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Haste makes waste: Decision making in patients with restless legs syndrome with and without augmentation.

Haste makes waste: Decision making in patients with restless legs syndrome with and without augmentation.
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Heim B, Pertl MT, Stefani A, Delazer M, Heidbreder A, Zamarian L, Brandauer E, Seppi K, Högl B, Poewe W, Djamshidian A,


Heim B, Pertl MT, Stefani A, Delazer M, Heidbreder A, Zamarian L, Brandauer E, Seppi K, Högl B, Poewe W, Djamshidian A, (click to view)

Heim B, Pertl MT, Stefani A, Delazer M, Heidbreder A, Zamarian L, Brandauer E, Seppi K, Högl B, Poewe W, Djamshidian A,

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PloS one 2017 04 0512(4) e0174793 doi 10.1371/journal.pone.0174793
Abstract
OBJECTIVES
To investigate decision making in patients with primary restless legs syndrome (RLS) with and without augmentation treated with dopaminergic medication.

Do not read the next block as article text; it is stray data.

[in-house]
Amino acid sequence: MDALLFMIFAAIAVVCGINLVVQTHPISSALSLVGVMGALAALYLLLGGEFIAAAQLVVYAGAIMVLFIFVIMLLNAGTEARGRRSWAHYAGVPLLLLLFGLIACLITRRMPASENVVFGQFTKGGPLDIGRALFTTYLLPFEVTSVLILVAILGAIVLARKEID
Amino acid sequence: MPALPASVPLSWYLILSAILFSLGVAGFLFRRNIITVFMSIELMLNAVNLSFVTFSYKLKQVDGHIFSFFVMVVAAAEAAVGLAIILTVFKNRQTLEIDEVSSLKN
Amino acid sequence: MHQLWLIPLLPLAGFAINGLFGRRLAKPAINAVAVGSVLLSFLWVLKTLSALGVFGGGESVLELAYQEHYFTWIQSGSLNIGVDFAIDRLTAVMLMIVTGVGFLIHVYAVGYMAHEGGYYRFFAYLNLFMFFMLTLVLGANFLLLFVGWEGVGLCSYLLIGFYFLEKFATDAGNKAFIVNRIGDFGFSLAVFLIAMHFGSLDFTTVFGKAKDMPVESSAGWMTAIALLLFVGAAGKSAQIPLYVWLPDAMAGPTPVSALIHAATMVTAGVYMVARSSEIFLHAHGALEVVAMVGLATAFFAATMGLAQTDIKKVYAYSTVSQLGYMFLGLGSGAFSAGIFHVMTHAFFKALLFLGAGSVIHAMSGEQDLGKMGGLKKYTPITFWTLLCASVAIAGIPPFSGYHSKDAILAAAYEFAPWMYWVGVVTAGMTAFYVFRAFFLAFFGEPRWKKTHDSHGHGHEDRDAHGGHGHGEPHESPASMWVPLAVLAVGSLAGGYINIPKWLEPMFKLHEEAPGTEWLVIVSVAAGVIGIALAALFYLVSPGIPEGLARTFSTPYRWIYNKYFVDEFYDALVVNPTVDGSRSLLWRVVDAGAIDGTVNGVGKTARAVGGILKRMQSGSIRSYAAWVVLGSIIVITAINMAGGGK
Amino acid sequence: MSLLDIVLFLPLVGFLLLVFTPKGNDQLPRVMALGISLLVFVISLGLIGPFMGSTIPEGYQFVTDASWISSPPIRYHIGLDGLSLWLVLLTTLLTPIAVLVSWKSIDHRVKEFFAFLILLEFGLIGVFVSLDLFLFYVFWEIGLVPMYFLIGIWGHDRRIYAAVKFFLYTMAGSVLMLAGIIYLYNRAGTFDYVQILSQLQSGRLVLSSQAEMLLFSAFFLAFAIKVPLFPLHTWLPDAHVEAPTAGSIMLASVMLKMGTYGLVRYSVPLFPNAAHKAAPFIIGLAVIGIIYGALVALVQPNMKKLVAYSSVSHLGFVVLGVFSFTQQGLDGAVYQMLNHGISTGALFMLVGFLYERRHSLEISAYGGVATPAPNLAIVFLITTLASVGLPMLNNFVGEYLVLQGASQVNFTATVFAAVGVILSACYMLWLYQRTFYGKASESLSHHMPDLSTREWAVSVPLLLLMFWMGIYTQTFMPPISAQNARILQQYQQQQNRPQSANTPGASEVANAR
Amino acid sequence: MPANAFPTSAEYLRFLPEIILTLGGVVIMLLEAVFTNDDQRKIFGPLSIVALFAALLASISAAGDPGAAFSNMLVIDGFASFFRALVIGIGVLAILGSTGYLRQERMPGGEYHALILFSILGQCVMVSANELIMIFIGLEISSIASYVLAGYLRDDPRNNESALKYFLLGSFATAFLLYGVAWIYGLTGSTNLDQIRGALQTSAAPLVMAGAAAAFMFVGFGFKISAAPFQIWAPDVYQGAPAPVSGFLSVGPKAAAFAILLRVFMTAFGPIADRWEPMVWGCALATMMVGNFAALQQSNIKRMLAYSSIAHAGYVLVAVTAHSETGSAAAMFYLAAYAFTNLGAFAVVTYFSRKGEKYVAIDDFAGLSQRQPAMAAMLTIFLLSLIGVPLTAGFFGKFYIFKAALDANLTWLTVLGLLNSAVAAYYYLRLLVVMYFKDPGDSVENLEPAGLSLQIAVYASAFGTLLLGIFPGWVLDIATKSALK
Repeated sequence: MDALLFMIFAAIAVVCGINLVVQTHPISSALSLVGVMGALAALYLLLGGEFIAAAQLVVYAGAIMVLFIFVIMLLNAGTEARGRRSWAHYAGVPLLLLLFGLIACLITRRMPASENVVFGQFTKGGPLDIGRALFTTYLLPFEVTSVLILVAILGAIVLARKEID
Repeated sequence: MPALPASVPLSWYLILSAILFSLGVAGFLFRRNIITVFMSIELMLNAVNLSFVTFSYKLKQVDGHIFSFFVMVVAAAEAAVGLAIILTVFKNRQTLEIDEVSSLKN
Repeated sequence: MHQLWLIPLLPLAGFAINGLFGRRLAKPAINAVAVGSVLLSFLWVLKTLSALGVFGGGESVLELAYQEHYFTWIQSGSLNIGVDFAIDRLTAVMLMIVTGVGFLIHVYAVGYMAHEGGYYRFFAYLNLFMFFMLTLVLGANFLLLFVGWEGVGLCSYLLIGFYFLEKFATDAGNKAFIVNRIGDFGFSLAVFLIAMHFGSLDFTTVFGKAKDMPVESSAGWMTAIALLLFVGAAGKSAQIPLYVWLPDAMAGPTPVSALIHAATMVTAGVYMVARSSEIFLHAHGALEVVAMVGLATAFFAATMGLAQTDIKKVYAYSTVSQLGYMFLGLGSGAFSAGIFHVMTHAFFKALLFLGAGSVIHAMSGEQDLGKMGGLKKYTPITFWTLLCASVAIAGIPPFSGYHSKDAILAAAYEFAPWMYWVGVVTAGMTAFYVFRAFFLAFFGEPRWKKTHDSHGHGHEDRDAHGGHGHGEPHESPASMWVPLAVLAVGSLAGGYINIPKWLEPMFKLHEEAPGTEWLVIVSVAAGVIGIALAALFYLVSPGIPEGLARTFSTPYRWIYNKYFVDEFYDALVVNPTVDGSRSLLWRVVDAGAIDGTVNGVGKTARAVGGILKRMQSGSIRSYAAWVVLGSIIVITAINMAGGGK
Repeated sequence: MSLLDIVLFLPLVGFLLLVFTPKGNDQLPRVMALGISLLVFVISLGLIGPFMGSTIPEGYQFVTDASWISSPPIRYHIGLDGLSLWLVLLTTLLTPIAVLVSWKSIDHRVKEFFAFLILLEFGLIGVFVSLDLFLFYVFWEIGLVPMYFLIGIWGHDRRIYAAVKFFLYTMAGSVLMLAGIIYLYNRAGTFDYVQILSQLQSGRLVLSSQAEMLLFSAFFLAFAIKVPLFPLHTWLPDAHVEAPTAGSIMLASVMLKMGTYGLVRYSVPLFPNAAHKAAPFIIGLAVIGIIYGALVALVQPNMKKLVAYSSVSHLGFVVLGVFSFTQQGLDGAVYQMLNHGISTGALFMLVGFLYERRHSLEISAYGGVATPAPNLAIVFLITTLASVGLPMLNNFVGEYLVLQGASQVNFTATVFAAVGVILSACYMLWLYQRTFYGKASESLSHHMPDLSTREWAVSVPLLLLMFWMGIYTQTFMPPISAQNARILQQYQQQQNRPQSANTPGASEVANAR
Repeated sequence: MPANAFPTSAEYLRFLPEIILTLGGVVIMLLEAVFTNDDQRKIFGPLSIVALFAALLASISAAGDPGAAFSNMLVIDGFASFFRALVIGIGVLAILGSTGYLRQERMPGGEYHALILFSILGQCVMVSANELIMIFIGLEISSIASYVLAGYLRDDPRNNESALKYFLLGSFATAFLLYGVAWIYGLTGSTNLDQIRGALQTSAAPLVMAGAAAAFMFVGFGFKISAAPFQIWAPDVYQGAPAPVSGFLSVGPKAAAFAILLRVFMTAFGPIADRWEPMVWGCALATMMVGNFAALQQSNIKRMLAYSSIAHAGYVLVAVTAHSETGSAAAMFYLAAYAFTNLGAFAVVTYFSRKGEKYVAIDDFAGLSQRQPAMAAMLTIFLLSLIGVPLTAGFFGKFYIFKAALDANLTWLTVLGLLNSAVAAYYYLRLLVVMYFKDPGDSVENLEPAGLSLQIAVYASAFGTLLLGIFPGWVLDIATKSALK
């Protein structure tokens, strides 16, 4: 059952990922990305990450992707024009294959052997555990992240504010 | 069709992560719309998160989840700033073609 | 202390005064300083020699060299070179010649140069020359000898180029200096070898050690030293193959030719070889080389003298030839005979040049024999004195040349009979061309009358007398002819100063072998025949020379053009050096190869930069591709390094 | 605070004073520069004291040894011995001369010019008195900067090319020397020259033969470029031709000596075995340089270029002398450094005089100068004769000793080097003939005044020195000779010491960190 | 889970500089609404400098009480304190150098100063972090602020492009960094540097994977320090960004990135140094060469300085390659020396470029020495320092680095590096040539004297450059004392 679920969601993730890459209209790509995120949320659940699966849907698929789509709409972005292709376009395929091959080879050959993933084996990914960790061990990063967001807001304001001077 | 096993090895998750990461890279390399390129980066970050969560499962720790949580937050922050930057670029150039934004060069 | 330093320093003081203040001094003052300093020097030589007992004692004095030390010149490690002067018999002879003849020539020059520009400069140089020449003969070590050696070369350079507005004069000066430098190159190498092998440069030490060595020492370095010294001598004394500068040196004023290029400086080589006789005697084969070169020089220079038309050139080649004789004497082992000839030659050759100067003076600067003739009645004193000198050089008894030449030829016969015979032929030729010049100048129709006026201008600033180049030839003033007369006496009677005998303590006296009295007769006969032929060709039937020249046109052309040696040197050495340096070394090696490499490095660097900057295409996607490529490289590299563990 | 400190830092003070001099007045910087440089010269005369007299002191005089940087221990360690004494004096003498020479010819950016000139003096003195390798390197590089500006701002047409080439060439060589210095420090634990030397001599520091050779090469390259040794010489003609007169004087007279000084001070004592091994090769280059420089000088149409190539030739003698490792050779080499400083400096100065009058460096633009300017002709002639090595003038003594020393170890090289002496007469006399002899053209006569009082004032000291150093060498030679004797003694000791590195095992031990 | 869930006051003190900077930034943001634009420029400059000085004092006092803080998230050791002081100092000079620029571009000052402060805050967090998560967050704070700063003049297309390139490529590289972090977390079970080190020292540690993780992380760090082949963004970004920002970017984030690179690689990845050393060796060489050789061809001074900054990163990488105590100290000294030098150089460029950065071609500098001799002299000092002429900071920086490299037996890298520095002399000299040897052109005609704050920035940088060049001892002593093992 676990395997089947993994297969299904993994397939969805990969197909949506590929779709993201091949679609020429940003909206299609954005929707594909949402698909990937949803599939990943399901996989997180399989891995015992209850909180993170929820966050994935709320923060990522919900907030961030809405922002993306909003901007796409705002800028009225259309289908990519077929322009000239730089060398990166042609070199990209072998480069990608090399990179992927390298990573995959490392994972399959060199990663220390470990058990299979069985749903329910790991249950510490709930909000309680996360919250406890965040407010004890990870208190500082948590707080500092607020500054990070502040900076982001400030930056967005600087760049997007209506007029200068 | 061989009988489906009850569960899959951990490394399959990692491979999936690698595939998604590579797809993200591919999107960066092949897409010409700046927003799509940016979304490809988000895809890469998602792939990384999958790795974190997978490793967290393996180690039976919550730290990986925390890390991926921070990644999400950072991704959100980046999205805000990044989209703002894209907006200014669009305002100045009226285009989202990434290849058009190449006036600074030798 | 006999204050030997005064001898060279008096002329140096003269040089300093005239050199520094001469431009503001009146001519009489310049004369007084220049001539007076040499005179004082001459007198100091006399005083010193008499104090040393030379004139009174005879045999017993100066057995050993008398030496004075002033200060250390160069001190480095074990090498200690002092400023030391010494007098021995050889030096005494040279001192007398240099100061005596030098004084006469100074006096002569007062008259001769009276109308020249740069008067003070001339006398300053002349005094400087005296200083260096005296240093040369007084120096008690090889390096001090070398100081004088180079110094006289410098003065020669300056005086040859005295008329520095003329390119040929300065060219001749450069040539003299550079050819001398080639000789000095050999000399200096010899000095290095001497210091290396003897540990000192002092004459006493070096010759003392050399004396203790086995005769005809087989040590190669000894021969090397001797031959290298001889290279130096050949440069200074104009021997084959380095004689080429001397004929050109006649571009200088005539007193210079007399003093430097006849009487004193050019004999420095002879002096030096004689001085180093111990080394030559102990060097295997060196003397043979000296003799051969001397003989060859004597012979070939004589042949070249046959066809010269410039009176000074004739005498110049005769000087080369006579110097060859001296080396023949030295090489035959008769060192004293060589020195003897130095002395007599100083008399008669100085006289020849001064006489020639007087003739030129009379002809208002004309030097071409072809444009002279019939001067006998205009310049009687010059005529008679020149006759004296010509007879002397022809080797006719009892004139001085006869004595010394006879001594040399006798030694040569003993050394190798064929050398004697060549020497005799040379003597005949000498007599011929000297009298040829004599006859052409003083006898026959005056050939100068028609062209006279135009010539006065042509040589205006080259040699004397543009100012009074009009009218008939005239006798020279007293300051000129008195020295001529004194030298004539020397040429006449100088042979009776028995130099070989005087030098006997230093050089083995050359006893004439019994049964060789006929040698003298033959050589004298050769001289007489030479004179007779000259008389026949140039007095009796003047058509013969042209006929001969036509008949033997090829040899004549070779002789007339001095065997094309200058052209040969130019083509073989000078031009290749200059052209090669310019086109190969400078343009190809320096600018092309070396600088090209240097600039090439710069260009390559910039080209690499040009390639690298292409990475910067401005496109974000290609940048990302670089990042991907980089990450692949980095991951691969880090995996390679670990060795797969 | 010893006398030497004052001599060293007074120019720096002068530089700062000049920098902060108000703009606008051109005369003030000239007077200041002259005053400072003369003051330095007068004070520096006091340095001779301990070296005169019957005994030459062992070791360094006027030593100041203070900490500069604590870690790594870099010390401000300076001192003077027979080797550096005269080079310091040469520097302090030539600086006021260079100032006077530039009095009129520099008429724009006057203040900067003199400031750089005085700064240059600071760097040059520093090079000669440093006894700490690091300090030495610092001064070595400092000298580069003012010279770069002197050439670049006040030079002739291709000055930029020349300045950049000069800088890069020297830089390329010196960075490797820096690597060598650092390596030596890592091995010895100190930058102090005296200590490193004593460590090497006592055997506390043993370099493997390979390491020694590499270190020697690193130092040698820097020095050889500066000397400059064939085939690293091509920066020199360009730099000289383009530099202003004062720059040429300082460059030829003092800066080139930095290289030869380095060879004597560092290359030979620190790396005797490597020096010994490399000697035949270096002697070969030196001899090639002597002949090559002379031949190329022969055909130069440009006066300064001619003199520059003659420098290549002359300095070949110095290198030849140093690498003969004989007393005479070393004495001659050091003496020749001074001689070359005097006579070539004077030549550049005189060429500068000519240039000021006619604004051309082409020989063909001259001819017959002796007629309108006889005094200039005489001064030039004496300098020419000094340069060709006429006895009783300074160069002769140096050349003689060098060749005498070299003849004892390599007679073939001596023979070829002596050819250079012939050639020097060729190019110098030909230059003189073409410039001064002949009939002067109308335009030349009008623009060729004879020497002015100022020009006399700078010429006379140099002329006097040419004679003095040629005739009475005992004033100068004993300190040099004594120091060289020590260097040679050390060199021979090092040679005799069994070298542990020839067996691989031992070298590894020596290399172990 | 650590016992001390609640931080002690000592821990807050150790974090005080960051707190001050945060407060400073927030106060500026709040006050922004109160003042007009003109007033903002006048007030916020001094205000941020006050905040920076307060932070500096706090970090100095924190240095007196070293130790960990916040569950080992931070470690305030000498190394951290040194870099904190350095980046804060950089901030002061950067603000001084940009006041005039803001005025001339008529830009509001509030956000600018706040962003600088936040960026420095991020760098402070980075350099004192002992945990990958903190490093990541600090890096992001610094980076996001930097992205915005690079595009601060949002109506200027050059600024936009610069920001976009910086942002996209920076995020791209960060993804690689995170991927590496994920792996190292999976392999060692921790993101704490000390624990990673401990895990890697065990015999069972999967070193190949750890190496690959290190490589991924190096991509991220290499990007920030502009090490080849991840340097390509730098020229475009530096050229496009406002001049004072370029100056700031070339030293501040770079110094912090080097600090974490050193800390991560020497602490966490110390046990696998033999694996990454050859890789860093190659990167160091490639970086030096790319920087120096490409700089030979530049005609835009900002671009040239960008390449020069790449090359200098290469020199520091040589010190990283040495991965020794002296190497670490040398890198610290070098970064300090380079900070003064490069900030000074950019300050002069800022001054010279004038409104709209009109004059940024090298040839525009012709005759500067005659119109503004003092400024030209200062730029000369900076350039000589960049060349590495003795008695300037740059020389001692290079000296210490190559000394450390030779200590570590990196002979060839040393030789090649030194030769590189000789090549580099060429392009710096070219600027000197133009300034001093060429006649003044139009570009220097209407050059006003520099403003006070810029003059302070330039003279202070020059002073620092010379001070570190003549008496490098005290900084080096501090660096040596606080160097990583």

METHODS
A total of 64 non-demented RLS patients treated with dopaminergic medication with and without augmentation were included in this study. We used an information sampling task to assess how much evidence participants gather before making a decision. Performance was compared to the results of 21 healthy controls.

RESULTS
All patients with and without augmentation gathered less information than healthy controls before making a decision (p<0.001), but there was no difference between the two patient groups (p = 1.0). Furthermore, both patient groups made more irrational decisions (e.g. decisions against the evidence they had at the time) than healthy controls (p≤0.002). In addition, RLS patients with augmentation made significantly more irrational decisions than RLS patients without augmentation (p = 0.037) and controls (p<0.001). CONCLUSIONS
Our results show that RLS patients treated with dopaminergic drugs, regardless of having augmentation or not, jumped to conclusions and decided significantly more often against the evidence they had at the time of their decision. However, those with augmentation performed worse than all other groups and made more often irrational decisions, a phenomenon which is also common in patients with substance abuse or behavioural addictions. Thus, jumping to conclusions and deciding with a higher degree of uncertainty as well as irrational decision making is more common in RLS patients treated with dopaminergic medication particularly in those with augmentation.

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